Labor unions are independent of the government. However, the government has refused to recognize a number of labor unions in the country, and only recently registered the primary labor federation --Trade Union Congress of Swaziland (TUCOSWA) and the two employer federations it delisted in 2012, following three years of consistent engagement by the U.S. Government, ILO, and domestic labor organizations calling for this action in support of workers’ rights.
Labor unions practice collective bargaining, but there are few industry associations and bargaining is conducted largely with individual employers in the private sector.
According to the Industrial Relations Act of 2000, as amended, employees who are not engaged in “essential services” have the right to undertake peaceful protest actions to “promote or defend socio-economic interests” of workers, i.e. not to include matters of a purely political nature. Despite its legal recognition, the right to strike is strictly regulated. Strikes and lockouts are prohibited in essential services. The current list of these essential services provides for broad prohibition of strikes in nonessential sectors, including posts, telephone, telegraph, radio, and teaching, in consistent with the ILO’s standard. Additionally, the minister has the power to modify this list as deemed appropriate. The law details the steps to be followed when disputes arise and provides penalties for employers who conduct unauthorized lockouts. The law also provides for the establishment of a conciliation, mediation, and arbitration commission for dispute resolution but confers on the commissioner of labor the power to “intervene” in labor disputes before they are reported to the commission, if there is reason to believe that a dispute could have serious consequences for the employers, workers, or the economy if not resolved promptly. The Conciliation, Mediation and Arbitration Commission (CMAC) is the organization that resolves labor disputes. Cases generally start at CMAC with mediation and arbitration. Either party can refuse arbitration and bring the case to the Industrial Court, which can also order arbitration. According to the Industrial Relations Act workers can engage in a strike action if there is an unresolved dispute. The party that intends to go on strike needs to give notice to the employer, the labor commissioner and (CMAC). CMAC should arrange and supervise a secret ballot to determine whether the majority of employees are in favor of the strike action. When disputes arose with civil servant unions, the government often intervened to reduce the chances of a protest action, which may not be called legally until all avenues of negotiation have been exhausted and a secret ballot of union members has been conducted.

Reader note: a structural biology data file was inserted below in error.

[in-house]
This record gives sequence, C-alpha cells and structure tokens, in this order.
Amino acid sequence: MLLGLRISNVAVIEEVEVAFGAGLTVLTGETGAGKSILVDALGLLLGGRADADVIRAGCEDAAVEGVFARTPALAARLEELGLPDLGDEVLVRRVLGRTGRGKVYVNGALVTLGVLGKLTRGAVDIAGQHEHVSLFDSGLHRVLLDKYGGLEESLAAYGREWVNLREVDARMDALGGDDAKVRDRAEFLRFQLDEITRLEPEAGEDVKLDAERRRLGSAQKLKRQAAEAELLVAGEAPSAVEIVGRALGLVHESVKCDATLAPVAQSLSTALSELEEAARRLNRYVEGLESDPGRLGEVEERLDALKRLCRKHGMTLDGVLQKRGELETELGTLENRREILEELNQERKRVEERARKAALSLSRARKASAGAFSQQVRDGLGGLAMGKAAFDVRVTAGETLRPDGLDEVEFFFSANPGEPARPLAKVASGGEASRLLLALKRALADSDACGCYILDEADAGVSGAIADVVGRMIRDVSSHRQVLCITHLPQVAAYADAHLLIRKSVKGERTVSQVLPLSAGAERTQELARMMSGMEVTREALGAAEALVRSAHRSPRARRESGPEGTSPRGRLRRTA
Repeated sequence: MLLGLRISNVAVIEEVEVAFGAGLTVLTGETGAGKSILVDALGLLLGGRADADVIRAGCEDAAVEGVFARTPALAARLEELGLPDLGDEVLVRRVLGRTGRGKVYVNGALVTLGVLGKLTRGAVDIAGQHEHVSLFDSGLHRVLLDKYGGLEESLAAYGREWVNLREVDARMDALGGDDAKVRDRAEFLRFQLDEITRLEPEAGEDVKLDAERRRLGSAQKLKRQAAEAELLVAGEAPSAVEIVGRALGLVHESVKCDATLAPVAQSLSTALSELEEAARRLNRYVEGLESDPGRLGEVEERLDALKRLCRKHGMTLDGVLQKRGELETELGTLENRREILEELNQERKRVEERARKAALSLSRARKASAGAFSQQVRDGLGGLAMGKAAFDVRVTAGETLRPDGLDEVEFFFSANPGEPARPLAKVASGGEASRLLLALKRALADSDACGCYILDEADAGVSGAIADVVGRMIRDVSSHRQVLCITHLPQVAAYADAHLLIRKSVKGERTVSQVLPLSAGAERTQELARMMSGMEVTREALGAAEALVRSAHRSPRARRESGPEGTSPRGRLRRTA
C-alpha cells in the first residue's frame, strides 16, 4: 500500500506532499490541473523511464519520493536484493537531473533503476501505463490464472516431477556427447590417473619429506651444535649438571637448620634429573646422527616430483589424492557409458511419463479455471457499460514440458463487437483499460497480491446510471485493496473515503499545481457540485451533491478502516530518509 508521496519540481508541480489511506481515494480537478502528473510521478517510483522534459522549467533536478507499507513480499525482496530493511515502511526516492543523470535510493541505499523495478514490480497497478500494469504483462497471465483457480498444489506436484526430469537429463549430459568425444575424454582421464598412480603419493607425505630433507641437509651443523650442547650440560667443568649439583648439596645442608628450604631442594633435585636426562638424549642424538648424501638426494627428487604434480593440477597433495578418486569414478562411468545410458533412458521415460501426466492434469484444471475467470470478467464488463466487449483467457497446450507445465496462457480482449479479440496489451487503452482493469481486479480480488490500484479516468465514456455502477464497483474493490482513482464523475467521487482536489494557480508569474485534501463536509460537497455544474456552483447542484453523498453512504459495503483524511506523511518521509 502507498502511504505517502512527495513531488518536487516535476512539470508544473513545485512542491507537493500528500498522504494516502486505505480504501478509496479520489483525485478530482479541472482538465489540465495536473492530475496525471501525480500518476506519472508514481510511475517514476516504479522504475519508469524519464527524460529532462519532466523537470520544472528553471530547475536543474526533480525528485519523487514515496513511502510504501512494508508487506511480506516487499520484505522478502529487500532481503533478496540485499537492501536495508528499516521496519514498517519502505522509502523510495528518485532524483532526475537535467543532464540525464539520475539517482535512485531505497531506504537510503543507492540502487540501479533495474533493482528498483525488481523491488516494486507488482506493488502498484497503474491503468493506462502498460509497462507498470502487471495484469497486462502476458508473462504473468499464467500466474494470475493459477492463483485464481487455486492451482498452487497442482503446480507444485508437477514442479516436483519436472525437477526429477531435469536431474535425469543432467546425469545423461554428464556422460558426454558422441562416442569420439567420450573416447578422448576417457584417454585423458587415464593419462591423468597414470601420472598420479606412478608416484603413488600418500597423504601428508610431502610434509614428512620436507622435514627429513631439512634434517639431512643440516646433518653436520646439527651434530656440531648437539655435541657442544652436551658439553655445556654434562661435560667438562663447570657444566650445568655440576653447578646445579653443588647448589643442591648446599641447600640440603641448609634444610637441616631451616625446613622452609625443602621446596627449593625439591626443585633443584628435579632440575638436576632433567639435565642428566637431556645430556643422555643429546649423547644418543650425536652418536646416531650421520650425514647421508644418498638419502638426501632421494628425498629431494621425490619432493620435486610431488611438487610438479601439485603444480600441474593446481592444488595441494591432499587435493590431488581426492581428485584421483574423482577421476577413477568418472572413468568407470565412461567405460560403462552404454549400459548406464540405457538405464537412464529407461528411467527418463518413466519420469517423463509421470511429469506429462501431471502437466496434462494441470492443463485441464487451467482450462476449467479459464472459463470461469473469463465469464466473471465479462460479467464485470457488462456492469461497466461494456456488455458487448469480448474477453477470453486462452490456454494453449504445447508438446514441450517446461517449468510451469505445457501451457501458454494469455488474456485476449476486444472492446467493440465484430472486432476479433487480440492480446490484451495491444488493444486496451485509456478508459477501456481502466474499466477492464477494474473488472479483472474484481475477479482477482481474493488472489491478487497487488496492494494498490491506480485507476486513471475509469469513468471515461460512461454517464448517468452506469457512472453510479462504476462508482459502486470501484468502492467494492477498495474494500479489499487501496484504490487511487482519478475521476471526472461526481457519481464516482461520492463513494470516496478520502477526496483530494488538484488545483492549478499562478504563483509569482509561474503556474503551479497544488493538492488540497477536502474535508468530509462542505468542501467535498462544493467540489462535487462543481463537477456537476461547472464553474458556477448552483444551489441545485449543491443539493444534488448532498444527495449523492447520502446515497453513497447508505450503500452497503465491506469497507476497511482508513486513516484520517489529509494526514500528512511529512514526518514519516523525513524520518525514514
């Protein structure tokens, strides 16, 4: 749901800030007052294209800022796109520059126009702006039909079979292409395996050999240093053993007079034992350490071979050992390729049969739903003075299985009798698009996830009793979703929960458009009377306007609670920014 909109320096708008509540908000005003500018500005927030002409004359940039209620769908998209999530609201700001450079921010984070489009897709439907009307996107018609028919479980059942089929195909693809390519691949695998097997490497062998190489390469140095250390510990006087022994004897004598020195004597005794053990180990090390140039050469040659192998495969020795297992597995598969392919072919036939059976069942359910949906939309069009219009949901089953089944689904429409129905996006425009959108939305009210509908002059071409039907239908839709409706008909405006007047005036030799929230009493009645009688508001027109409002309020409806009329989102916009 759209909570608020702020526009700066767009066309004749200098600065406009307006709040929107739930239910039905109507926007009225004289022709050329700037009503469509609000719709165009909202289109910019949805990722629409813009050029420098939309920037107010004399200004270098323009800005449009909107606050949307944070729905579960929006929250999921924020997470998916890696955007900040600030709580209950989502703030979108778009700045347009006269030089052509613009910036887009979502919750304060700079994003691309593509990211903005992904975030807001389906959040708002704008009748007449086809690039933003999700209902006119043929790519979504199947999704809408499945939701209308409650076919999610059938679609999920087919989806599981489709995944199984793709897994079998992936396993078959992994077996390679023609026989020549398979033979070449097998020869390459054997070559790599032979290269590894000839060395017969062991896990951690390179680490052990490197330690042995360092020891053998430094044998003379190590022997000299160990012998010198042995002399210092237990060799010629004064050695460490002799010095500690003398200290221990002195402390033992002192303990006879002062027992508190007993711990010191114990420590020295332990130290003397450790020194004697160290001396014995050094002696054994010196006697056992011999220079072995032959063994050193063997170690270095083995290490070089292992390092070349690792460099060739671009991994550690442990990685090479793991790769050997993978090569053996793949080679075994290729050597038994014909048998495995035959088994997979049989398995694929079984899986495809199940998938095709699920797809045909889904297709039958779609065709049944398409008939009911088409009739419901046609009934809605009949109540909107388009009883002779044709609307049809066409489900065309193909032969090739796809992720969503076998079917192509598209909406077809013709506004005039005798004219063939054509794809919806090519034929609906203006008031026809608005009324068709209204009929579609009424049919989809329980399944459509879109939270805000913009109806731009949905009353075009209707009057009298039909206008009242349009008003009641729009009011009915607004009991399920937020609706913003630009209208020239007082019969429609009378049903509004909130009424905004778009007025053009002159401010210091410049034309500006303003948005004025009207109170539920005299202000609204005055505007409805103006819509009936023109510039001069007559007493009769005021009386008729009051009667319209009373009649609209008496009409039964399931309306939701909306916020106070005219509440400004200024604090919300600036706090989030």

Approximately 12 percent of children in Swaziland are engaged in child labor, primarily in agriculture and livestock herding.
The labor office has inspectors who inspect if companies adhere to the labor regulations, health, safety standards, and wage laws. Swaziland has been in ILO's special paragraph for failing to allow freedom of association of workers. The Minister of Labor and Social is empowered by the law to set minimum wages. In 2014, Swaziland deregistered federations in the country citing that the old industrial relations act did not provide for the registration of federations. Three federations were deregistered. This put the country in a difficult situation as registration of federations was a requirement of the ILO. In November 2014 the Industrial Relations Act was passed. The law provided for the registration of federations. The federations that were deregistered were the employers’ federation, the labor federation and an indigenous business people federation. Despite the amendment to the law, none of the federations have been subsequently registered.
Labor laws are not waived in order to attract or retain investments.
There are no duty-free import zones in Swaziland.
Table 2: Key Macroeconomic Data, U.S. FDI in Host Country/Economy
Host Country Statistical source*
USG or international statistical source
USG or International Source of Data: BEA; IMF; Eurostat; UNCTAD, Other
Host Country Gross Domestic Product (GDP) ($M USD)
Foreign Direct Investment
Host Country Statistical source*
USG or international statistical source
USG or international Source of data: BEA; IMF; Eurostat; UNCTAD, Other
U.S. FDI in partner country ($M USD, stock positions)
Host country’s FDI in the United States ($M USD, stock positions)
Total inbound stock of FDI as % host GDP
*Central Bank of Swaziland
Table 3: Sources and Destination of FDI
Foreign direct investment position data are not available for Swaziland.
Table 4: Sources of Portfolio Investment
Portfolio investment data are not available for Swaziland.
- Christian Olsen
- Political/Econ Officer
- U.S. Embassy Swaziland
- +268 2404 6441